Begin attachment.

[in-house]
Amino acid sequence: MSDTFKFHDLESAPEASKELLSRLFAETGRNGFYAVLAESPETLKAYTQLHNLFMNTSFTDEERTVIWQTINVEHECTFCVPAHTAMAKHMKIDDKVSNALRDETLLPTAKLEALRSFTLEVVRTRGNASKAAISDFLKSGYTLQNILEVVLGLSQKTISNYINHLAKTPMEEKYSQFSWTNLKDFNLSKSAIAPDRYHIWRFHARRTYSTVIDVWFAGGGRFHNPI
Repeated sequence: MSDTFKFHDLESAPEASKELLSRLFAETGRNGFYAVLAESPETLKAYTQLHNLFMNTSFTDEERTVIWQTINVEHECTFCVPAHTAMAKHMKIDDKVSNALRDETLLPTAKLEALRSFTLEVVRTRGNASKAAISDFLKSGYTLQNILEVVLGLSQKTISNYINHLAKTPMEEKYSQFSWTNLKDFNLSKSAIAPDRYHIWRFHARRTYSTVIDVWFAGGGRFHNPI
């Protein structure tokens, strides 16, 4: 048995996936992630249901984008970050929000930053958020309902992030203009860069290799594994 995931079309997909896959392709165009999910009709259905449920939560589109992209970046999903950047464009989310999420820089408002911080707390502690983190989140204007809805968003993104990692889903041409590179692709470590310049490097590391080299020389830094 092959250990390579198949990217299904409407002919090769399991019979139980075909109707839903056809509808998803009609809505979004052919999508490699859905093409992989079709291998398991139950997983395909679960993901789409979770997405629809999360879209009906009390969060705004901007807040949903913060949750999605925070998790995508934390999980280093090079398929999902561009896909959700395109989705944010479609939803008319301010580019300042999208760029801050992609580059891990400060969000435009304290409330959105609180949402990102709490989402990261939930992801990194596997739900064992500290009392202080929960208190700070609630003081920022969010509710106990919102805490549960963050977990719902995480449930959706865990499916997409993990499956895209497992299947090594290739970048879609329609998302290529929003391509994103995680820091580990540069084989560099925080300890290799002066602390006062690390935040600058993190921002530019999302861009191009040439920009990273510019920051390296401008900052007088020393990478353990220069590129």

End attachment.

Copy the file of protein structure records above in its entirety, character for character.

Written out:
[in-house]
Amino acid sequence: MSDTFKFHDLESAPEASKELLSRLFAETGRNGFYAVLAESPETLKAYTQLHNLFMNTSFTDEERTVIWQTINVEHECTFCVPAHTAMAKHMKIDDKVSNALRDETLLPTAKLEALRSFTLEVVRTRGNASKAAISDFLKSGYTLQNILEVVLGLSQKTISNYINHLAKTPMEEKYSQFSWTNLKDFNLSKSAIAPDRYHIWRFHARRTYSTVIDVWFAGGGRFHNPI
Repeated sequence: MSDTFKFHDLESAPEASKELLSRLFAETGRNGFYAVLAESPETLKAYTQLHNLFMNTSFTDEERTVIWQTINVEHECTFCVPAHTAMAKHMKIDDKVSNALRDETLLPTAKLEALRSFTLEVVRTRGNASKAAISDFLKSGYTLQNILEVVLGLSQKTISNYINHLAKTPMEEKYSQFSWTNLKDFNLSKSAIAPDRYHIWRFHARRTYSTVIDVWFAGGGRFHNPI
């Protein structure tokens, strides 16, 4: 048995996936992630249901984008970050929000930053958020309902992030203009860069290799594994 995931079309997909896959392709165009999910009709259905449920939560589109992209970046999903950047464009989310999420820089408002911080707390502690983190989140204007809805968003993104990692889903041409590179692709470590310049490097590391080299020389830094 092959250990390579198949990217299904409407002919090769399991019979139980075909109707839903056809509808998803009609809505979004052919999508490699859905093409992989079709291998398991139950997983395909679960993901789409979770997405629809999360879209009906009390969060705004901007807040949903913060949750999605925070998790995508934390999980280093090079398929999902561009896909959700395109989705944010479609939803008319301010580019300042999208760029801050992609580059891990400060969000435009304290409330959105609180949402990102709490989402990261939930992801990194596997739900064992500290009392202080929960208190700070609630003081920022969010509710106990919102805490549960963050977990719902995480449930959706865990499916997409993990499956895209497992299947090594290739970048879609329609998302290529929003391509994103995680820091580990540069084989560099925080300890290799002066602390006062690390935040600058993190921002530019999302861009191009040439920009990273510019920051390296401008900052007088020393990478353990220069590129």